Consider the children
To get just about anything done around here you have to look hard at who it will affect and who it might hurt.
Want to build something big? Get an environmental impact statement. A change that could alarm Main Street? You need a small business impact statement.
So why not take that approach to the most vulnerable among us? Why not child impact statements for changes in state services that could put the young at risk?
It’s an intriguing idea, tucked into a report from the Massachusetts Law Reform Institute to be released Thursday. And it could help solve some of the problems at the beleaguered Department of Children and Families.
It’s a kernel of wisdom already in place elsewhere — in New Zealand and Scotland, for example. Also Shelby County, Tenn. There, development or budget proposals come with statements of how Memphis children would be affected, generated using data-rich Web tools designed by University of Memphis professor Michael Schmidt.
“The idea was to build in a concern for children in all divisions of our county government,” Schmidt says.
For example, a new mulch plant was assessed in terms of how close it would be to the neighborhood’s children, whose young lungs are more deeply affected by air quality. A proposal to cut funding to a hospital was beaten back because the child impact statement showed a risk of higher diabetes rates and less access to health care among area kids.
The Mass. Law Reform Institute report is the latest in a series of overhauls proposed for DCF since the department’s immense shortcomings were laid bare in vivid, heartbreaking detail a few months ago.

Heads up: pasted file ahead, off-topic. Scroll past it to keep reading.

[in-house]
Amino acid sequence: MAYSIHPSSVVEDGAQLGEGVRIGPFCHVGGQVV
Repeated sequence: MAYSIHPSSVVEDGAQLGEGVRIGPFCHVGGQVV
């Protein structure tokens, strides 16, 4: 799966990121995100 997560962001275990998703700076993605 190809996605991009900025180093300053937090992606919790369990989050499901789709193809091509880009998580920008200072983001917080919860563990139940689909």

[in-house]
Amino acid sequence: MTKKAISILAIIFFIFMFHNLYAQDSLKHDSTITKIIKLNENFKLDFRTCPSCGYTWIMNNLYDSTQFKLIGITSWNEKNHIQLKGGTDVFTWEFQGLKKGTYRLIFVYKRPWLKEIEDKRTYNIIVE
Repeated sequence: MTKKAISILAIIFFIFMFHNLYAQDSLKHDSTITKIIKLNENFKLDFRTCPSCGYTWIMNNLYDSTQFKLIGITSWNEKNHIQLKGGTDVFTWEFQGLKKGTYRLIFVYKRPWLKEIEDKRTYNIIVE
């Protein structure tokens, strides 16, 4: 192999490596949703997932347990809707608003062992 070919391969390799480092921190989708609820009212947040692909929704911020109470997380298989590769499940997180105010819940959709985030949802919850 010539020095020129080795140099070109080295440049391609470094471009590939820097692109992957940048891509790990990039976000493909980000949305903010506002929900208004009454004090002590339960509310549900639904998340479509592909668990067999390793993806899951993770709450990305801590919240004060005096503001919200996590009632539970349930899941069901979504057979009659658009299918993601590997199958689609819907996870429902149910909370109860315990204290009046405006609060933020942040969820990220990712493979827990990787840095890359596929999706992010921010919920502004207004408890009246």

We have had some serious soul-searching since we lost Jeremiah Oliver, the 5-year-old who disappeared weeks before his DCF social workers noticed he was missing, and who was eventually found dead. His case highlighted the weaknesses of DCF, but it also highlighted a wider, maddeningly persistent, problem: that DCF is held responsible for everything that goes wrong in a kid’s life. Poverty, substance abuse, homelessness, violence, mental illness — all of these maladies conspire to drive kids to the agency’s doorstep, and always will, no matter how much more efficient the agency becomes.
The institute report urges the state to think about DCF’s problems in that wider context, rather than focusing solely on how well social workers are funded and supervised. “It’s a call for systemic reform,” says attorney Susan Elsen, who wrote the report. “We need a multi-agency child welfare system.”
If we are going to keep more kids safe, we must acknowledge that everything is connected. What happens in one corner of state government directly affects kids in another, who have nobody but the state to protect them.
Over half of the families with very young children under DCF care have substance abuse issues, mental health issues, or domestic violence issues, according to the report. Many battle all three. If parents can’t find adequate shelter, mental health services, drug treatment, or jobs that sustain them, kids face greater risk.
And so before the Legislature reduces funding for detox beds, or the state changes the emergency shelter rules, they should be required to run the numbers. How many kids will be made more vulnerable as a result?
It might not be pretty, or cheap. But child impact statements would force us to confront something we’ve been dodging for decades: The onus of safeguarding children at risk cannot be DCF’s alone. Those kids often require more than any one agency can give them.
They belong to all of us.